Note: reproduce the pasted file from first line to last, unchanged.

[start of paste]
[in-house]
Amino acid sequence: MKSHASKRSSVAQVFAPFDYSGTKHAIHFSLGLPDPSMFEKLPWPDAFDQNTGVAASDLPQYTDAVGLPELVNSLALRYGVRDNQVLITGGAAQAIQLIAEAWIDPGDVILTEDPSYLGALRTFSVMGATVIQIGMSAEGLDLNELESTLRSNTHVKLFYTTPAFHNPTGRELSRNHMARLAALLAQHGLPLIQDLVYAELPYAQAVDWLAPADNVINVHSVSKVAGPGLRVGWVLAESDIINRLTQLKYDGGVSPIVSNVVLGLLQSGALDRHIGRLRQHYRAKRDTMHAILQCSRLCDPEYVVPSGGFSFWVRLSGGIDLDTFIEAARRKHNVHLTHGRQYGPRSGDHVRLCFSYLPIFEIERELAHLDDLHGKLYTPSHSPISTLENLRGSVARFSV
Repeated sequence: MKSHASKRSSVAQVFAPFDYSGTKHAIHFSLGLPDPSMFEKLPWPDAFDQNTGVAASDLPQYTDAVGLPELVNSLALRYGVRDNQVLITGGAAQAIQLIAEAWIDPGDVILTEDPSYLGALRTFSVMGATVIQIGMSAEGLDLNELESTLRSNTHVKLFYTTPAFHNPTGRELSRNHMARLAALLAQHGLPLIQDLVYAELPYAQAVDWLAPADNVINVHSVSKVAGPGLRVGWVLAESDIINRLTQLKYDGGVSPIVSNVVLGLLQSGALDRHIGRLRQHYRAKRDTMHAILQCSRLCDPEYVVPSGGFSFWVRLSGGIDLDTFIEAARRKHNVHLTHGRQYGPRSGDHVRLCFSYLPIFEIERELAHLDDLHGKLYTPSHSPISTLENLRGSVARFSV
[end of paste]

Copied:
[in-house]
Amino acid sequence: MKSHASKRSSVAQVFAPFDYSGTKHAIHFSLGLPDPSMFEKLPWPDAFDQNTGVAASDLPQYTDAVGLPELVNSLALRYGVRDNQVLITGGAAQAIQLIAEAWIDPGDVILTEDPSYLGALRTFSVMGATVIQIGMSAEGLDLNELESTLRSNTHVKLFYTTPAFHNPTGRELSRNHMARLAALLAQHGLPLIQDLVYAELPYAQAVDWLAPADNVINVHSVSKVAGPGLRVGWVLAESDIINRLTQLKYDGGVSPIVSNVVLGLLQSGALDRHIGRLRQHYRAKRDTMHAILQCSRLCDPEYVVPSGGFSFWVRLSGGIDLDTFIEAARRKHNVHLTHGRQYGPRSGDHVRLCFSYLPIFEIERELAHLDDLHGKLYTPSHSPISTLENLRGSVARFSV
Repeated sequence: MKSHASKRSSVAQVFAPFDYSGTKHAIHFSLGLPDPSMFEKLPWPDAFDQNTGVAASDLPQYTDAVGLPELVNSLALRYGVRDNQVLITGGAAQAIQLIAEAWIDPGDVILTEDPSYLGALRTFSVMGATVIQIGMSAEGLDLNELESTLRSNTHVKLFYTTPAFHNPTGRELSRNHMARLAALLAQHGLPLIQDLVYAELPYAQAVDWLAPADNVINVHSVSKVAGPGLRVGWVLAESDIINRLTQLKYDGGVSPIVSNVVLGLLQSGALDRHIGRLRQHYRAKRDTMHAILQCSRLCDPEYVVPSGGFSFWVRLSGGIDLDTFIEAARRKHNVHLTHGRQYGPRSGDHVRLCFSYLPIFEIERELAHLDDLHGKLYTPSHSPISTLENLRGSVARFSV